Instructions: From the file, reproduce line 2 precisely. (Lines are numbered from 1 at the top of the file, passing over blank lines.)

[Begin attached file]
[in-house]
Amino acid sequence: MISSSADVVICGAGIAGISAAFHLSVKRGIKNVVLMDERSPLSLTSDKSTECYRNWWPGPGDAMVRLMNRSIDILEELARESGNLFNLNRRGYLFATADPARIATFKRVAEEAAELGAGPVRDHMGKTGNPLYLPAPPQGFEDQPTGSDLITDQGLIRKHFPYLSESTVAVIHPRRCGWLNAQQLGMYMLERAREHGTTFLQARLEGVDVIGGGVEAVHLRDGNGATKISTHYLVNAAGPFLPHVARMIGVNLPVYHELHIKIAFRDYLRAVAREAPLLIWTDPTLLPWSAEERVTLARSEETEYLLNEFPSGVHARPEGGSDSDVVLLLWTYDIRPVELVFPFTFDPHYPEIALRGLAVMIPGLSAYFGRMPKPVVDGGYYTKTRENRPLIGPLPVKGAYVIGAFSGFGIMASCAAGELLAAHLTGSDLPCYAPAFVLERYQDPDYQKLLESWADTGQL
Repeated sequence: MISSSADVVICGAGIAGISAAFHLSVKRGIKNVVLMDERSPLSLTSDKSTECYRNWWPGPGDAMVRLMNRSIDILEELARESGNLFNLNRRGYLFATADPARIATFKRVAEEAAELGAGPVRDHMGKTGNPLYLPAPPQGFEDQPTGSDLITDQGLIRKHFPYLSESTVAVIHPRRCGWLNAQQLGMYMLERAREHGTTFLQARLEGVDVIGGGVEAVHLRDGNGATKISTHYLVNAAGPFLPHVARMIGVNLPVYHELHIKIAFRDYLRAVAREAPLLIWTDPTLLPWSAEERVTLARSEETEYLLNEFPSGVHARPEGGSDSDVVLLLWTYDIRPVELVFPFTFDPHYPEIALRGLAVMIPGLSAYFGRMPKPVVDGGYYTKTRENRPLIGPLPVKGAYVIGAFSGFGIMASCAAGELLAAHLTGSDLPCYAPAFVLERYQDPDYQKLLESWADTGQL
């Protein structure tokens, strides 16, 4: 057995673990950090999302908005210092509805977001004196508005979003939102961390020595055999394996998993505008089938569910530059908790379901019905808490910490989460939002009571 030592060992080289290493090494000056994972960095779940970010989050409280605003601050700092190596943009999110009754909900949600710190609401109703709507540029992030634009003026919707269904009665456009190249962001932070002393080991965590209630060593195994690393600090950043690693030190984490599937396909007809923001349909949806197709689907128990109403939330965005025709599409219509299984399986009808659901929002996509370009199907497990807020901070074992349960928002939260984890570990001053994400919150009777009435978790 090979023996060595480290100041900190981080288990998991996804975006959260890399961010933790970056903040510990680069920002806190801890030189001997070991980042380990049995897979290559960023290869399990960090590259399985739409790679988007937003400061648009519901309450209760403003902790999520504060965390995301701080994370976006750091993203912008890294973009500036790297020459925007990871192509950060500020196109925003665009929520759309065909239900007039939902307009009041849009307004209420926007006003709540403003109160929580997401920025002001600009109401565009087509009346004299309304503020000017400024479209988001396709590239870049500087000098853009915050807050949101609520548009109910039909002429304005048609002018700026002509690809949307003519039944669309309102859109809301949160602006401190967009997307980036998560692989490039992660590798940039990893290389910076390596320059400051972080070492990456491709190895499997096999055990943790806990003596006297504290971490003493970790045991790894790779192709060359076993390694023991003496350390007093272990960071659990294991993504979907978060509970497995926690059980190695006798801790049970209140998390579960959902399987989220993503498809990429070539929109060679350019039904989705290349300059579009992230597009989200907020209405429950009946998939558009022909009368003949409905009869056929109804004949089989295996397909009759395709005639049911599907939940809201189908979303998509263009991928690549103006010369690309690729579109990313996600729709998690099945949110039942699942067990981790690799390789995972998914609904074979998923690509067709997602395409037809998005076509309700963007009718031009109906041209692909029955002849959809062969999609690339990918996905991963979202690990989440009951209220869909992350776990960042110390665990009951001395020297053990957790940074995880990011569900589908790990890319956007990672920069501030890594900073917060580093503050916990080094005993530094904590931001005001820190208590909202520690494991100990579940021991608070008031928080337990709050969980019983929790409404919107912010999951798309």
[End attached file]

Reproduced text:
Amino acid sequence: MISSSADVVICGAGIAGISAAFHLSVKRGIKNVVLMDERSPLSLTSDKSTECYRNWWPGPGDAMVRLMNRSIDILEELARESGNLFNLNRRGYLFATADPARIATFKRVAEEAAELGAGPVRDHMGKTGNPLYLPAPPQGFEDQPTGSDLITDQGLIRKHFPYLSESTVAVIHPRRCGWLNAQQLGMYMLERAREHGTTFLQARLEGVDVIGGGVEAVHLRDGNGATKISTHYLVNAAGPFLPHVARMIGVNLPVYHELHIKIAFRDYLRAVAREAPLLIWTDPTLLPWSAEERVTLARSEETEYLLNEFPSGVHARPEGGSDSDVVLLLWTYDIRPVELVFPFTFDPHYPEIALRGLAVMIPGLSAYFGRMPKPVVDGGYYTKTRENRPLIGPLPVKGAYVIGAFSGFGIMASCAAGELLAAHLTGSDLPCYAPAFVLERYQDPDYQKLLESWADTGQL